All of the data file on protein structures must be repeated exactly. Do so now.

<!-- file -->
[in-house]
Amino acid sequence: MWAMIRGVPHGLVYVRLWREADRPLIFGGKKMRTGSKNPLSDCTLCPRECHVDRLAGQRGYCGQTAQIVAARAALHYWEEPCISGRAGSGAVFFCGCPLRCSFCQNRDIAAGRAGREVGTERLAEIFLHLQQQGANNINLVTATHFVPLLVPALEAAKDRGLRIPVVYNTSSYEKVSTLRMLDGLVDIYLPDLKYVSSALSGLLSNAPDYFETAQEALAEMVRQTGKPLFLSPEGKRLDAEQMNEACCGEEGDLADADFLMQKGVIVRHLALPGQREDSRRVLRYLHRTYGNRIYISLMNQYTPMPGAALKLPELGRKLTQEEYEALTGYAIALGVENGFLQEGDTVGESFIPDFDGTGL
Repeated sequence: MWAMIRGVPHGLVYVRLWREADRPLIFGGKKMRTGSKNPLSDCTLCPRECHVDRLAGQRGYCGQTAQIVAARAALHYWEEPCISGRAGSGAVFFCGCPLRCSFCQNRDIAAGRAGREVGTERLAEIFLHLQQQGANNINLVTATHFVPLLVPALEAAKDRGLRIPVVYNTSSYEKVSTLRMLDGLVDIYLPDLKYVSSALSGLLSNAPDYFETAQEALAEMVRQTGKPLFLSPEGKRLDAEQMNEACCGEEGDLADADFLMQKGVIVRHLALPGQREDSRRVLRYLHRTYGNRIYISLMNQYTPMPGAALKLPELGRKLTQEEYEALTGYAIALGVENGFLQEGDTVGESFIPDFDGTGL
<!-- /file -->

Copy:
[in-house]
Amino acid sequence: MWAMIRGVPHGLVYVRLWREADRPLIFGGKKMRTGSKNPLSDCTLCPRECHVDRLAGQRGYCGQTAQIVAARAALHYWEEPCISGRAGSGAVFFCGCPLRCSFCQNRDIAAGRAGREVGTERLAEIFLHLQQQGANNINLVTATHFVPLLVPALEAAKDRGLRIPVVYNTSSYEKVSTLRMLDGLVDIYLPDLKYVSSALSGLLSNAPDYFETAQEALAEMVRQTGKPLFLSPEGKRLDAEQMNEACCGEEGDLADADFLMQKGVIVRHLALPGQREDSRRVLRYLHRTYGNRIYISLMNQYTPMPGAALKLPELGRKLTQEEYEALTGYAIALGVENGFLQEGDTVGESFIPDFDGTGL
Repeated sequence: MWAMIRGVPHGLVYVRLWREADRPLIFGGKKMRTGSKNPLSDCTLCPRECHVDRLAGQRGYCGQTAQIVAARAALHYWEEPCISGRAGSGAVFFCGCPLRCSFCQNRDIAAGRAGREVGTERLAEIFLHLQQQGANNINLVTATHFVPLLVPALEAAKDRGLRIPVVYNTSSYEKVSTLRMLDGLVDIYLPDLKYVSSALSGLLSNAPDYFETAQEALAEMVRQTGKPLFLSPEGKRLDAEQMNEACCGEEGDLADADFLMQKGVIVRHLALPGQREDSRRVLRYLHRTYGNRIYISLMNQYTPMPGAALKLPELGRKLTQEEYEALTGYAIALGVENGFLQEGDTVGESFIPDFDGTGL